Is NCSY a gateway to haredism?
This morning, beyondbt.com, a website for newly Orthodox Jews of varying stages, strains, and sects, published an article I wrote decrying the lack of Modern Orthodox options for post-high school secular Jews interested in traditional Judaism.
Their choice to publish an article by a “haredi-basher” like me was an interesting one on their part, though I did agree to avoid haredi-bashing in my post.  But still…I am writing a book with Failed Messiah examining the challenges of those recruited by the Orthodox “kiruv” (outreach) world—a world which is dominated by the haredim, and some of the stories we have received so far (we need more, contact us! SUBMISSIONS_ AT_ KIRUVSTORIES.COM) have been less than flattering to the methods and goals employed by ultra-Orthodox institutions. Not so shockingly, they do not all end up as happy or satisfied as those in Rabbi Dr. Akiva Tatz’s book of anecdotes of the “teshuva revolution,” “Anatomy of a Search.”
The fact that beyondbt.com never the less published my call for a Modern Orthodox alternative approach to traditional Judaism for the newly Orthodox suggests that there are at least some in the kiruv world itself who are concerned that the Orthodox outreach infrastructure is dominated by haredim. 
Additionally, there have been encouraging developments in the right-wing Modern Orthodox camp that suggest many have grown quite weary of attempting to appease the haredim, and no longer seek their acceptance. 
But there are also some troubling disconnects emanating from the Modern Orthodox camp.
The post-high school Orthodox kiruv world is dominated by haredim.  And the Orthodox Union, which houses NCSY (an Orthodox recruitment program for secular and liberal Jewish teenagers), does not have institutions and programs like the haredi world does for high school graduates.
Why not? And what does this mean?
Many years ago, I had a conversation with Avi, a Modern Orthodox NCSY counselor originally from Silver Spring, MD.  I complained that NCSY was at least inadvertently directing secular Jews to ultra-Orthodox institutions where they would be discouraged from going to college, and face indoctrination into a radically stringent interpretation of traditional Judaism, which if followed properly, leads to eventual socio-economic devastation, particularly for Jews from the middle and working classes.
Remarkably, Avi shrugged. He coldly explained that unlike him, (Avi was finishing his degree in computer science), newly observant Jews could not be trusted to stay religious, and hence needed essentially to be “trapped,” isolated from western life and secular temptations, preferably in institutions in Israel, far away from their social and family network.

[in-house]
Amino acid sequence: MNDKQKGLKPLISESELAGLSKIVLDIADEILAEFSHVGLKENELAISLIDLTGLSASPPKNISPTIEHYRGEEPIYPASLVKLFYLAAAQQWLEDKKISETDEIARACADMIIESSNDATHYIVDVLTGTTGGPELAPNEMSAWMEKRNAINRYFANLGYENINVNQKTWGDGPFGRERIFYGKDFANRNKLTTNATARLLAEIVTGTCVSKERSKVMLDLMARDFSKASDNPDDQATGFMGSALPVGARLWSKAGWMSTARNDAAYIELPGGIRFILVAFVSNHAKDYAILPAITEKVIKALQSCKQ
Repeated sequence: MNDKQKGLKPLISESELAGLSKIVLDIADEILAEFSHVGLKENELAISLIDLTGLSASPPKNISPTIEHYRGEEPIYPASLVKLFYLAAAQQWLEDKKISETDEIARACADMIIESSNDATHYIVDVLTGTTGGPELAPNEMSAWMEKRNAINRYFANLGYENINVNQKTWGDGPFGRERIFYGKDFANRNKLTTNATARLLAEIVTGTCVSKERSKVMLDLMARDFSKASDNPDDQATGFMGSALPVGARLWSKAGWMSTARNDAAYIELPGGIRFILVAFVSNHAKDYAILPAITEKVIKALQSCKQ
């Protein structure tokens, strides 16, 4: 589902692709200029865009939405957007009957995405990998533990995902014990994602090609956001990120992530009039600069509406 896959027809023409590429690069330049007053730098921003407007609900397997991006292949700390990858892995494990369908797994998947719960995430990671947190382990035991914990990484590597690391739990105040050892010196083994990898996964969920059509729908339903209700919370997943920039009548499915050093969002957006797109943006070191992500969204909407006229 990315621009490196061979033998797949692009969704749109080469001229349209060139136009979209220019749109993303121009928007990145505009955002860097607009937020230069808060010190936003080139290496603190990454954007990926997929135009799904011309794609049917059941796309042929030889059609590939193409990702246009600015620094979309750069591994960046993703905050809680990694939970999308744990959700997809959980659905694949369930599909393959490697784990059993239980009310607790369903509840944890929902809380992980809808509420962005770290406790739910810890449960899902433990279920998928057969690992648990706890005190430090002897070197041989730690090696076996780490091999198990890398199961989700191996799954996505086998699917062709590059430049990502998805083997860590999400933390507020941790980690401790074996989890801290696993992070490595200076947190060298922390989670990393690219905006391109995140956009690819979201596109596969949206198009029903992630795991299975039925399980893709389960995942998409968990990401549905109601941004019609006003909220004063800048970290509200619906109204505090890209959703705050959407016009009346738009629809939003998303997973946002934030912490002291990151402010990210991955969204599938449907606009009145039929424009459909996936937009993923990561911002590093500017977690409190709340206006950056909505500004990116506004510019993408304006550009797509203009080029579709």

I was shocked at Avi’s sentiments, though I had detected them in more veiled statements before from other Modern Orthodox Jews, and feared they were more widely shared than I would like to admit.
I don’t want to assert that Avi’s sentiments are held by the majority of Modern Orthodoxy’s right wing.
But not only does the OU not offer significant alternatives to haredi kiruv after high-school, they actually boast of working closely with the haredim.  In a press release last week, the OU bragged about how NCSY’s professional staff was addressed by the Roshei Yeshiva of Aish HaTorah and Ohr Somayach.
They also offer internet links to these organizations on their site.
Both of these institutions, Aish HaTorah and Ohr Somayach, are soft selling but still hard-core haredi institutions with a fundamentalist interpretation of Orthodoxy.  They are absolutely not Modern Orthodox institutions.  In fact, they have a profound contempt for Modern Orthodoxy. 
I realize not everyone understands the difference, or why a haredi lifestyle is sometimes problematic in ways that a Modern Orthodox lifestyle may not be, and this is part of what Shmarya and I will attempt to examine in our upcoming book.
But if the Modern Orthodox are going to be the front man for the haredim and facilitate teenage recruitment, thereby implicitly sanctioning (with an “OU” hechsher, no less) the methods employed and stringencies advocated by the charedim through NCSY “inclusiveness,” without even offering alternative institutional options in Israel following high school, that has to be discussed and understood.
Aren’t teenagers attending the OU’s NCSY being directed to haredi institutions? And is this understood by parents, in terms of what that means both ideologically and pragmatically?
Why is the OU—a bastion of functionalism within traditional Judaism–advocating haredi insitutions (and therefore a haredi lifestyle) to Jews from secular backgrounds when they would never advocate (and for good reason) such places for their own kids at parallel institutions where they would face demands to adhere to a severely stringent lifestyle based on maximum halachic compliance and indefinitely postponing secular higher education? 
I would ask OU and NCSY leaders to imagine if these kids were their own children. 
Would you only be concerned that the food they eat is kosher, or would you also want them to be able to put food on the table? (By food, I also mean the ability to afford things like the high cost of private Orthodox Day Schools for their children.)
Why deliver them to those who are only, or at least mostly, concerned just with the former?
Why, when it’s Jews from secular and liberal backgrounds, are the OU’s rules so different?
Why is this okay?